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The National Portrait Gallery acknowledges the Traditional Custodians of Country throughout Australia and recognises the continuing connection to lands, waters and communities. We pay our respect to Aboriginal and Torres Strait Islander cultures and to Elders both past and present.

Aboriginal and Torres Strait Islander viewers are warned that this website contains images of deceased persons.

Willie Edward Harney, aged 18, c. 1913

an unknown artist

gelatin silver photograph on paper (sheet: 13.7 cm x 9.7 cm, image: 13.3 cm x 9 cm)

William Edward (Bill) Harney (1895–1962), bushman and raconteur, spent his childhood in Charters Towers and Cairns and started working as a stockman and boundary rider at the age of twelve. He joined the AIF in 1915 and served on the Western Front. He worked at various jobs after the war, jackarooing and trepang-harvesting among them, before joining the Commonwealth’s Native Affairs Branch in 1940. Based in the Northern Territory, he worked as Protector of Aborigines and as a patrolman; and in the early 1940s began to contribute articles to magazines such as Walkabout and The Bulletin. Harney weathered a series of personal tragedies during the 1930s and 1940s – the loss of his wife and daughter to tuberculosis; and of his son in a drowning accident – and in 1948 retired to a beach shack near Darwin, where he intended to live off the land and write books. By this time, however, having worked alongside Aboriginal people for many years, Harney was considered an authority on Indigenous culture and was consulted by anthropologists, film crews, expedition leaders and others. In 1957, he was appointed the first park ranger for Uluru and Kata Tjuta (or Ayers Rock and the Olgas, as they were then known); he spent six months walking the base of Uluru and learning its story from traditional owners. Harney became something of a tourist drawcard in his own right, known for his campfire-side yarning. By the time he died in his native Queensland in late 1962, Harney had written numerous books, stories and poems based on his own experiences and on the Aboriginal stories and culture of the Top End.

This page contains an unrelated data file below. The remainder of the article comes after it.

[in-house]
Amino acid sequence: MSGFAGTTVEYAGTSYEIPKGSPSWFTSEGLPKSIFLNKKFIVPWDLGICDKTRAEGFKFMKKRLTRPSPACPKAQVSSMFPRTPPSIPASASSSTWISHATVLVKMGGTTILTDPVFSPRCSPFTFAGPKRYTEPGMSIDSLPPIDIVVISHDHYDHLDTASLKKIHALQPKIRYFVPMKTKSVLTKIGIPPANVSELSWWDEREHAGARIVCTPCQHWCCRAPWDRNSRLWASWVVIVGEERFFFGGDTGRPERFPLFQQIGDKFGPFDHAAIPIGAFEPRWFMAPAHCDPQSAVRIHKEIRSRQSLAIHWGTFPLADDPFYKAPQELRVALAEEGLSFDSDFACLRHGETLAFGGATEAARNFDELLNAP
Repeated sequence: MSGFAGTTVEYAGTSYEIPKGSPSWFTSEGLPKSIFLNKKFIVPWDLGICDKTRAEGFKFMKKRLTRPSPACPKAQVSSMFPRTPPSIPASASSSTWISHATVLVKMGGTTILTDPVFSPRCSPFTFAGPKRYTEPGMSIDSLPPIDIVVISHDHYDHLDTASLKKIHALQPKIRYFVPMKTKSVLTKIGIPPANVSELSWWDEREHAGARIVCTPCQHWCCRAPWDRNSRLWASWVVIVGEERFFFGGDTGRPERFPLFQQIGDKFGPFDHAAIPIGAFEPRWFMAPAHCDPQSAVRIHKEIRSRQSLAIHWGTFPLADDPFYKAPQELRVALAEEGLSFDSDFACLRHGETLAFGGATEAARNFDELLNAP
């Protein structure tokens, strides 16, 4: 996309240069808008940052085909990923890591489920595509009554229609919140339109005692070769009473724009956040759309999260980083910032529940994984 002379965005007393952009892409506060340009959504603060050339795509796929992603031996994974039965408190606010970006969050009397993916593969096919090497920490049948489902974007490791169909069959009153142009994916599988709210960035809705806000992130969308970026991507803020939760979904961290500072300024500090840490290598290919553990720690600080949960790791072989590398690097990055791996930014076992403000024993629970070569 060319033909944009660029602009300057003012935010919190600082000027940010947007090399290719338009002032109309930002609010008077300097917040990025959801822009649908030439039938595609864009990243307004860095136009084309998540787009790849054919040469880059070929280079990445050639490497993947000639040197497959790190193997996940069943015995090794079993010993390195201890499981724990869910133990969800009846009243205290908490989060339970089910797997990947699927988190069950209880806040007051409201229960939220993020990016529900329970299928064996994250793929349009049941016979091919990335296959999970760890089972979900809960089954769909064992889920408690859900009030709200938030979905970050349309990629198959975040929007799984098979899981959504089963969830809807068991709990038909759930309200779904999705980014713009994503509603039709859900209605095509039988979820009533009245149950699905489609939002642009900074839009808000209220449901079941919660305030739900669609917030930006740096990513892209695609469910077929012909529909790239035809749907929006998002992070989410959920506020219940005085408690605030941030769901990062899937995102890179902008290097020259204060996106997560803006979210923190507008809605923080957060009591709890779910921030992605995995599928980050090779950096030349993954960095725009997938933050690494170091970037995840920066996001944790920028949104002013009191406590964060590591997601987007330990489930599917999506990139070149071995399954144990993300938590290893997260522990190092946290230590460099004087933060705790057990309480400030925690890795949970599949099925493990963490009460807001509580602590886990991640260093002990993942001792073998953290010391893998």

Collection: National Portrait Gallery
Purchased 2012

Accession number: 2012.132.1

Currently not on display

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Artist and subject

William Edward Harney (age 18 in 1913)

Related portraits

1. Willie Edward Harney, aged 18, c. 1913. All an unknown artist.

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The National Portrait Gallery acknowledges the Traditional Custodians of Country throughout Australia and recognises the continuing connection to lands, waters and communities. We pay our respect to Aboriginal and Torres Strait Islander cultures and to Elders both past and present.

Aboriginal and Torres Strait Islander viewers are warned that this website contains images of deceased persons.